Emission lines affect a very limited range of frequencies compared to the broad range to which each of Planck's detectors is sensitive, and are usually observed using spectrometers. But some CO lines are so bright, they actually dominate the total amount of light collected by certain detectors on Planck when they are pointed towards a molecular cloud.

This is the first all-sky map of CO ever compiled. The largest CO surveys thus far have concentrated on mapping the full extent of the Galactic Plane, where most clouds are concentrated, leaving large areas of the sky unobserved.
 
 

Surveys of carbon monoxide undertaken with radio telescopes on the ground are time-consuming, so they are limited to portions of the sky where clouds of molecules are already known or expected to exist. Planck scans the whole sky, allowing astronomers to detect the gas where they weren't expecting to find it.

Planck's primary goal is to observe the Cosmic Microwave Background, the relic radiation from the Big Bang, and to extract its encoded information about what our universe is made of, and the origin of its structure.

This relic radiation can only be reached once all sources of foreground emission, such as the galactic haze and the carbon monoxide signals, have been identified and removed.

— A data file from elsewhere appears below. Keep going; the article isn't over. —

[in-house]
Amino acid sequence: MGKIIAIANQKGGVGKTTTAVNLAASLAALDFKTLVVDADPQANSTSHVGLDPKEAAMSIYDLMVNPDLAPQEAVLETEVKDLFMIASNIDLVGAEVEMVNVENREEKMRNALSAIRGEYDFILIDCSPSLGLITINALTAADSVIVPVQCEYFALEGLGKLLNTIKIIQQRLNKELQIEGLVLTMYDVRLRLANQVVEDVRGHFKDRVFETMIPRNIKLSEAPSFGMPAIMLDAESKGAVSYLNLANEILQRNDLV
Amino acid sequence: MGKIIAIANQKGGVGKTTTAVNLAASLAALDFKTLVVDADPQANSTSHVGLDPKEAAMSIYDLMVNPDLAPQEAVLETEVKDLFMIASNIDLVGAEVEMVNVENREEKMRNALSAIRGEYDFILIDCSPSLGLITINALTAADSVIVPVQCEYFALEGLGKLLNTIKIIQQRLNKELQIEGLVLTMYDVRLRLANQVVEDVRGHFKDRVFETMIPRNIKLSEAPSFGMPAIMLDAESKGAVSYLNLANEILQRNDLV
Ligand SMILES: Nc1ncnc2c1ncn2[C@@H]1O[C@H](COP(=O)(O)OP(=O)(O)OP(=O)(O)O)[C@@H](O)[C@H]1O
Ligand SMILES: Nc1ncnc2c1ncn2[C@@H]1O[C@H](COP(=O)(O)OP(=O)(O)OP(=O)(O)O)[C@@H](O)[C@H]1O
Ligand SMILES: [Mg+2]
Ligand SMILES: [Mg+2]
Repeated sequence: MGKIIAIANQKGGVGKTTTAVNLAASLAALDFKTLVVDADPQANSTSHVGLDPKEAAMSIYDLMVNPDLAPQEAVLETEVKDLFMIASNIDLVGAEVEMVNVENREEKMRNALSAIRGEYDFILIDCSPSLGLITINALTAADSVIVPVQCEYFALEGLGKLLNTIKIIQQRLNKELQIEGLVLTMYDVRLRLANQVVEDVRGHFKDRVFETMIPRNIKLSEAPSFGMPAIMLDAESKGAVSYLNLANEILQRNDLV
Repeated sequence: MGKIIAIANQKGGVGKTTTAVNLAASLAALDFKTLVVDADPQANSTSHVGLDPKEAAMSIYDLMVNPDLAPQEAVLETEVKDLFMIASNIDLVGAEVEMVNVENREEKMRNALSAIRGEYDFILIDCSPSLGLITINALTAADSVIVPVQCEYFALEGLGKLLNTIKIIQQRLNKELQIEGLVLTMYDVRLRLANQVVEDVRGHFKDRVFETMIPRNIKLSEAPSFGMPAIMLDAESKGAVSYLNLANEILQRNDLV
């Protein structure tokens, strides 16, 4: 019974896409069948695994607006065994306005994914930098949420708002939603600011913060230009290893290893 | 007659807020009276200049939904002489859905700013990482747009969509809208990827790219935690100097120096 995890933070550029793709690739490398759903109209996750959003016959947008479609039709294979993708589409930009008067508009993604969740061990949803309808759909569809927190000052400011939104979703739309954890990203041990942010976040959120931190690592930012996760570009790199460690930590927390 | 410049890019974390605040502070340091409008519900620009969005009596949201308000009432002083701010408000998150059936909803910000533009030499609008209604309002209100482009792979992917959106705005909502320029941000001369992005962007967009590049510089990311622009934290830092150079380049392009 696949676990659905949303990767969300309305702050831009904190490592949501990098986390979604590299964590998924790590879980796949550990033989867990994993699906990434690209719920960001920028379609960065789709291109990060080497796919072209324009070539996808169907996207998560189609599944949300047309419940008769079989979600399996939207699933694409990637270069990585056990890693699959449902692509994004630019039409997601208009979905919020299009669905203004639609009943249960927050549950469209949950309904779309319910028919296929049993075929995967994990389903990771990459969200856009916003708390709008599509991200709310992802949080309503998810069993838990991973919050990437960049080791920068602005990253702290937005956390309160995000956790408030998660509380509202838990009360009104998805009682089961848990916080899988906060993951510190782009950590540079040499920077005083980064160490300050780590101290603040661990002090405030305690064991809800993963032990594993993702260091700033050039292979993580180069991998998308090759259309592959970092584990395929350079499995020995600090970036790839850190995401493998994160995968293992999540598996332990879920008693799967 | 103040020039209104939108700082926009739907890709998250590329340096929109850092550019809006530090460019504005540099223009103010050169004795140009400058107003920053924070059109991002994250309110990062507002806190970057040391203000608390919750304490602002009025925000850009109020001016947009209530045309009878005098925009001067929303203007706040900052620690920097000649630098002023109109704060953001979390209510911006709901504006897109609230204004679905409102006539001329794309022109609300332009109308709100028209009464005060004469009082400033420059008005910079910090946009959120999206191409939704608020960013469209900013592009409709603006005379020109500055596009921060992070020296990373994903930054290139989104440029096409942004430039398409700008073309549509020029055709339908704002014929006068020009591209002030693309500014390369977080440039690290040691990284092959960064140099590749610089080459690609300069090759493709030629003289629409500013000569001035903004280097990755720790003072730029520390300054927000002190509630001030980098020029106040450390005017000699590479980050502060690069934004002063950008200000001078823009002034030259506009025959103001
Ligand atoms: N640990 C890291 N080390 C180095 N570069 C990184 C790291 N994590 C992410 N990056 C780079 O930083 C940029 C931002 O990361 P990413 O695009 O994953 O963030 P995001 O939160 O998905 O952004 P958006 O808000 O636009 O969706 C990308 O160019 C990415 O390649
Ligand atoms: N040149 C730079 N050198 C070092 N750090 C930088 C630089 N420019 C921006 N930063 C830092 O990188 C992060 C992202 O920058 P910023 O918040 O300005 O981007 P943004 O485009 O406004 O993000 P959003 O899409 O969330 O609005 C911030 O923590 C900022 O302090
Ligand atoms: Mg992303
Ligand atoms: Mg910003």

"The lengthy and delicate task of foreground removal provides us with prime datasets that are shedding new light on hot topics in galactic and extragalactic astronomy alike," said Jan Tauber, Planck project scientist at the European Space Agency.

Planck's first findings on the Big Bang's relic radiation are expected to be released in 2013. The new results are being presented this week at an international astronomy conference in Bologna, Italy.

NASA's Planck Project Office is based at NASA's Jet Propulsion Laboratory, Pasadena, Calif. JPL contributed mission-enabling technology for both of Planck's science instruments. European, Canadian and U.S. Planck scientists will work together to analyze the Planck data.

JPL is managed for NASA by the California Institute of Technology in Pasadena.

More information on Planck is online at http://www.nasa.gov/planck and http://www.esa.int/planck.

The NASA Planck data archive is at http://irsa.ipac.caltech.edu/Missions/planck.html.

Planck is a European Space Agency mission, with significant participation from NASA. NASA's Planck Project Office is based at JPL. JPL contributed mission-enabling technology for both of Planck's science instruments. European, Canadian, and U.S. Planck scientists will work together to analyze the Planck data. JPL is managed for NASA by the California Institute of Technology in Pasadena.

Whitney Clavin 818-354-4673
Jet Propulsion Laboratory, Pasadena, Calif.
whitney.clavin@jpl.nasa.gov

Markus Bauer +31 71 565 6799
European Space Agency
markus.bauer@esa.int